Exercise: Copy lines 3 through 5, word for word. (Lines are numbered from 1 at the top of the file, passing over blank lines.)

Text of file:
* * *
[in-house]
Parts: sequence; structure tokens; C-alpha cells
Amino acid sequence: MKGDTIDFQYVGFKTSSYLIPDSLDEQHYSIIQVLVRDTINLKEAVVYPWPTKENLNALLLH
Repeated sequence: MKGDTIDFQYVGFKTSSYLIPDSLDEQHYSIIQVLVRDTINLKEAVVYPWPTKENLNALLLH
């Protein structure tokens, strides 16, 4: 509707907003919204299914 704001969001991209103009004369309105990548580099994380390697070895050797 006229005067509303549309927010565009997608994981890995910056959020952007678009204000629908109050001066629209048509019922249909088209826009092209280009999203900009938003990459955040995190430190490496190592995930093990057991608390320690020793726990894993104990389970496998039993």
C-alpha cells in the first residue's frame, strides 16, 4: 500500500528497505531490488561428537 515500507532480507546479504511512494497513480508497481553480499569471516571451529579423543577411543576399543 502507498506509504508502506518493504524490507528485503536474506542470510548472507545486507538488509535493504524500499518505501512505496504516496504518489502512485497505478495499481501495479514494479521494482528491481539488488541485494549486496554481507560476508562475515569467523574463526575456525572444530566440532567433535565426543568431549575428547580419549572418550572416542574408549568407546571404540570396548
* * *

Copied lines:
Amino acid sequence: MKGDTIDFQYVGFKTSSYLIPDSLDEQHYSIIQVLVRDTINLKEAVVYPWPTKENLNALLLH
Repeated sequence: MKGDTIDFQYVGFKTSSYLIPDSLDEQHYSIIQVLVRDTINLKEAVVYPWPTKENLNALLLH
């Protein structure tokens, strides 16, 4: 509707907003919204299914 704001969001991209103009004369309105990548580099994380390697070895050797 006229005067509303549309927010565009997608994981890995910056959020952007678009204000629908109050001066629209048509019922249909088209826009092209280009999203900009938003990459955040995190430190490496190592995930093990057991608390320690020793726990894993104990389970496998039993």